Search Images Maps Play YouTube News Gmail Drive More »
Sign in
Screen reader users: click this link for accessible mode. Accessible mode has the same essential features but works better with your reader.

Patents

  1. Advanced Patent Search
Publication numberUS4420686 A
Publication typeGrant
Application numberUS 06/327,163
Publication dateDec 13, 1983
Filing dateDec 3, 1981
Priority dateJan 29, 1981
Fee statusPaid
Publication number06327163, 327163, US 4420686 A, US 4420686A, US-A-4420686, US4420686 A, US4420686A
InventorsAkira Onoguchi, Mitsuhisa Miyazawa, Shigetomo Yamazaki, Masahiro Inoue
Original AssigneeKabushiki Kaisha Akashi Seisakusho
Export CitationBiBTeX, EndNote, RefMan
External Links: USPTO, USPTO Assignment, Espacenet
Scanning electron microscope or similar equipment capable of displaying simultaneously a plurality of images of specimen
US 4420686 A
Abstract
The specification describes a scanning electron microscope or similar equipment capable of irradiating a plurality of beams of charged particles onto a specimen and displaying simultaneously the plurality of images of the specimen. It comprises charged particle beam modulation means to modulate the intensities of the beams of charged particles through their deflection by different frequencies, a detector capable of detecting secondary electrons or the like given off from the specimen, demodulation selector means capable of demodulating signals from the detector and selecting each specimen image signal, and display means capable of displaying the plurality of images of the specimen. The plurality of beams may be irradiated in parallel onto different spots on the specimen or may be directed to one specific spot on the specimen. Thus, a plurality of specimen images can be displayed extremely efficiently and, also, simultaneously by simple means.
Images(6)
Previous page
Next page
Claims(7)
What is claimed is:
1. A scanning electron microscope or similar equipment capable of irradiating a plurality of beams of charged particles onto a specimen and displaying simultaneously the plurality of images of the specimen, comprising charged particle beam modulation means capable of modulating the intensities of said beams of charged particles through the deflection of said beams by different frequencies, a detector capable of simultaneously detecting signals obtained by irradiating onto the specimen the plurality of beams of charged particles which have been modulated by the charged particle beam modulation means, demodulation selector means capable of demodulating signals from said detector and selecting each specimen image signal from the plurality of pieces of specimen image information obtained by said beams of charged particles, and display means capable of displaying the plurality of images of the specimen upon receipt of signals from said demodulation selector means.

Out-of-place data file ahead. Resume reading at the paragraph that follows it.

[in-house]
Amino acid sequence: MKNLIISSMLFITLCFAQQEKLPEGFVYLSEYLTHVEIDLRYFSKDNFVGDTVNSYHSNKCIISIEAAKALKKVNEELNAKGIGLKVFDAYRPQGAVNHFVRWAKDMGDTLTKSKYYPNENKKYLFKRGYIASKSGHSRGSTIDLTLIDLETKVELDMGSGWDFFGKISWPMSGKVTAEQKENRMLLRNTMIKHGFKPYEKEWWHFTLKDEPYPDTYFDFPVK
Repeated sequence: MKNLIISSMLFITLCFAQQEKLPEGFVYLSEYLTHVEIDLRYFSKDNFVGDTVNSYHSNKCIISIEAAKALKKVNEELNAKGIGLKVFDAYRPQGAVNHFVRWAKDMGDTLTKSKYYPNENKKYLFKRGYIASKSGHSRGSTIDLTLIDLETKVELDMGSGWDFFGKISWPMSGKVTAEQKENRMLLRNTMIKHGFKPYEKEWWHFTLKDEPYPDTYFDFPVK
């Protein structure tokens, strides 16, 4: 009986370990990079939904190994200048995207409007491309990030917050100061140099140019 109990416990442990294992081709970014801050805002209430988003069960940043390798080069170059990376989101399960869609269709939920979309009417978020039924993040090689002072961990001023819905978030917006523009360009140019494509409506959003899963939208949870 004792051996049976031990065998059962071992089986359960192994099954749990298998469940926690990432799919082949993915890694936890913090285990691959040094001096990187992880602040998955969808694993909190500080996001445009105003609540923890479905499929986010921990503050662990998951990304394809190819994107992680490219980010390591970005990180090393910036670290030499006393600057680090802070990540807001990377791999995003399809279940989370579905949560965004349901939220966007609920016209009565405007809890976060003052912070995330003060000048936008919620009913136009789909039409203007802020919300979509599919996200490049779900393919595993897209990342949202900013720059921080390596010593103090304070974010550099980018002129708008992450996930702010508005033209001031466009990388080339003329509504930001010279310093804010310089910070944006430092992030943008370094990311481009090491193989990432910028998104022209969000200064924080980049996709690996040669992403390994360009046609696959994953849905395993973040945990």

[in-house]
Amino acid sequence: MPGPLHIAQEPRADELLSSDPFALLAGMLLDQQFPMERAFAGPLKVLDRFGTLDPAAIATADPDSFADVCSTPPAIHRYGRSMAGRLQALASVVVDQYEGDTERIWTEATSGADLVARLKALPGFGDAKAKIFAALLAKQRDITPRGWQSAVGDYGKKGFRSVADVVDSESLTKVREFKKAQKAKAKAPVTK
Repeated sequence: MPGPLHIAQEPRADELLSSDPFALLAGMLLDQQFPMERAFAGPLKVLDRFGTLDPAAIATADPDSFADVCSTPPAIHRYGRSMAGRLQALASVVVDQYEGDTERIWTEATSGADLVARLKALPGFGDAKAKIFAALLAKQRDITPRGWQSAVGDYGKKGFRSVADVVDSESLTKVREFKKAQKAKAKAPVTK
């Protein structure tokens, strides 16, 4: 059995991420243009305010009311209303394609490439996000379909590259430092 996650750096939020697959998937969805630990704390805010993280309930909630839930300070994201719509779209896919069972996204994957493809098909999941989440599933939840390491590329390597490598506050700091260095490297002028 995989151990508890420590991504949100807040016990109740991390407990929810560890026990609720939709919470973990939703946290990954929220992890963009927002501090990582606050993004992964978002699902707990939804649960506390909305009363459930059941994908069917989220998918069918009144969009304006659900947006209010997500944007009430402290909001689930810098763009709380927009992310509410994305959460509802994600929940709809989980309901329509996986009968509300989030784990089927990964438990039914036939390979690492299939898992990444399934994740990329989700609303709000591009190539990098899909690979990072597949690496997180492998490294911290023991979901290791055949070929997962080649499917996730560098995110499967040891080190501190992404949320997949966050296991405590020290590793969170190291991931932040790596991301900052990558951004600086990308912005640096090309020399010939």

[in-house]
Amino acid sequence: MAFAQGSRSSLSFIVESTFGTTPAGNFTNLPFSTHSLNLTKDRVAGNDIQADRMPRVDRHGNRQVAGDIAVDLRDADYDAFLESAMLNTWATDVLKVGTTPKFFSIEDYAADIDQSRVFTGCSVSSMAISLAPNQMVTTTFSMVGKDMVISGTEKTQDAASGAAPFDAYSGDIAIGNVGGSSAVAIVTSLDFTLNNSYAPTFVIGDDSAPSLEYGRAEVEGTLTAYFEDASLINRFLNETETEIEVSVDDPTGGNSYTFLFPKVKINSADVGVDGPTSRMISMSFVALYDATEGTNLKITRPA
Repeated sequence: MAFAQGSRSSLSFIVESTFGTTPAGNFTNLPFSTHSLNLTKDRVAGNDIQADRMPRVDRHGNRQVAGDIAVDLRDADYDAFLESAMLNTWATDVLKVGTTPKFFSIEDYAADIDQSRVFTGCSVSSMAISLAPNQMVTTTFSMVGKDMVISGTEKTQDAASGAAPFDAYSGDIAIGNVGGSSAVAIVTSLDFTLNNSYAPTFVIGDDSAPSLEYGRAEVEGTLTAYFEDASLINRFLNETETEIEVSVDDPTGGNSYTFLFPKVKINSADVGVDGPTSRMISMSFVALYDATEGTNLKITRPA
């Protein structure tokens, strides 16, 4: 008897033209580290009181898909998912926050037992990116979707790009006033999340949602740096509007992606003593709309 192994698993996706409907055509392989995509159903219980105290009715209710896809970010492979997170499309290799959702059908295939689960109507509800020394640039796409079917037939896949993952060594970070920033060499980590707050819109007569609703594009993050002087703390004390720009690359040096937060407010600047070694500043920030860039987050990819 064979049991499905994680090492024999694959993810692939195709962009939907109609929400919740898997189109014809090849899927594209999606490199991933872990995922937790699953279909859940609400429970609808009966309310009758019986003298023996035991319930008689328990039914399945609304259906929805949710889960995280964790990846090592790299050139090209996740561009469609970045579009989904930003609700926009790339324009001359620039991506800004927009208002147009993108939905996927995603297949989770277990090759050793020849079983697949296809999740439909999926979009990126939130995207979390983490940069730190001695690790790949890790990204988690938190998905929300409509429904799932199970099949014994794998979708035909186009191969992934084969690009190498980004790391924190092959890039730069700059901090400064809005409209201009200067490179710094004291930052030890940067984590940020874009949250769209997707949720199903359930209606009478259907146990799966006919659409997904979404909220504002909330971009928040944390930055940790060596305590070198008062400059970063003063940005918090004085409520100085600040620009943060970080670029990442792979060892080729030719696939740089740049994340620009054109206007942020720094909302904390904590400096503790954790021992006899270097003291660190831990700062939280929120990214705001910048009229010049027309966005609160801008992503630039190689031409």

2. The scanning electron microscope or similar equipment as claimed in claim 1, wherein the plurality of charged particle irradiation systems are disposed with their beam axes extending in parallel to one another so as to irradiate the plurality of beams of charged particles parallelly onto said specimen.
3. The scanning electron microscope or similar equipment as claimed in claim 1, wherein the plurality of charged particle irradiation systems are disposed in such directions that their beam axes intersect on the specimen, thereby allowing to irradiate said beams of charged particles onto said specimen.
4. The scanning electron microscope or similar equipment as claimed in claim 1, wherein said charged particle beam modulation means is provided with the plurality of combinations of oscillators, deflection members connected to their respective oscillators and capable of deflecting their corresponding beams of charged particles and beam limiting members adapted to limit quantity of their corresponding beams of charged particles, the frequencies of the oscillators in said charged particle beam modulation means being different from one another.
5. The scanning electron microscope or similar equipment as claimed in claim 1, wherein said demodulation selector means comprises a filter bank formed of the plurality of band-pass filters whose central frequencies are respectively equivalent to the frequencies adapted to modulate said beams of charged particles, the plurality of rectification circuits adapted to respectively rectify signals from said band-pass filters, and the plurality of low-pass filters adapted to detect only the enclosure components of signals from their corresponding rectification circuits, whereby allowing to demodulate and select the signals from said detector.
6. The scanning electron microscope or similar equipment as claimed in claim 1, wherein said display means comprises the plurality of Braun tubes capable of displaying separately the plurality of specimen images upon receipt of the plurality of pieces of specimen image information from said demodulation selector means.